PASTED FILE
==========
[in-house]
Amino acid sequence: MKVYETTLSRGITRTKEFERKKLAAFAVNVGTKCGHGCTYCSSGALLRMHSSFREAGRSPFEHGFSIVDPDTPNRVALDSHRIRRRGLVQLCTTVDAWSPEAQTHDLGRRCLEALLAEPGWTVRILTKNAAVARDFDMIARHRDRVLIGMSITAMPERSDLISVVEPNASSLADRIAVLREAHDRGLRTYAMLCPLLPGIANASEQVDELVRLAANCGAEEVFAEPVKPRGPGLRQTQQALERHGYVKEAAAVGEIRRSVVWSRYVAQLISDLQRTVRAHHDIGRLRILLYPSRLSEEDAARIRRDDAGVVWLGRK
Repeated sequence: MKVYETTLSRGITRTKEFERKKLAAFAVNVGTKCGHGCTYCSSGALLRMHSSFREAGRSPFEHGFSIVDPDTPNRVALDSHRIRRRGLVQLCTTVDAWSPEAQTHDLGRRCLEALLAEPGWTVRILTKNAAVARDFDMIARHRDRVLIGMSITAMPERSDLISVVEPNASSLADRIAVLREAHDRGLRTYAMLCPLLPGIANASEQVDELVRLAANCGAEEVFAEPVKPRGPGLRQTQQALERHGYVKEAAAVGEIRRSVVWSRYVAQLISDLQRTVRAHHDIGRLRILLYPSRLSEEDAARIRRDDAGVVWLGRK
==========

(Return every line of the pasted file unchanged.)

[in-house]
Amino acid sequence: MKVYETTLSRGITRTKEFERKKLAAFAVNVGTKCGHGCTYCSSGALLRMHSSFREAGRSPFEHGFSIVDPDTPNRVALDSHRIRRRGLVQLCTTVDAWSPEAQTHDLGRRCLEALLAEPGWTVRILTKNAAVARDFDMIARHRDRVLIGMSITAMPERSDLISVVEPNASSLADRIAVLREAHDRGLRTYAMLCPLLPGIANASEQVDELVRLAANCGAEEVFAEPVKPRGPGLRQTQQALERHGYVKEAAAVGEIRRSVVWSRYVAQLISDLQRTVRAHHDIGRLRILLYPSRLSEEDAARIRRDDAGVVWLGRK
Repeated sequence: MKVYETTLSRGITRTKEFERKKLAAFAVNVGTKCGHGCTYCSSGALLRMHSSFREAGRSPFEHGFSIVDPDTPNRVALDSHRIRRRGLVQLCTTVDAWSPEAQTHDLGRRCLEALLAEPGWTVRILTKNAAVARDFDMIARHRDRVLIGMSITAMPERSDLISVVEPNASSLADRIAVLREAHDRGLRTYAMLCPLLPGIANASEQVDELVRLAANCGAEEVFAEPVKPRGPGLRQTQQALERHGYVKEAAAVGEIRRSVVWSRYVAQLISDLQRTVRAHHDIGRLRILLYPSRLSEEDAARIRRDDAGVVWLGRK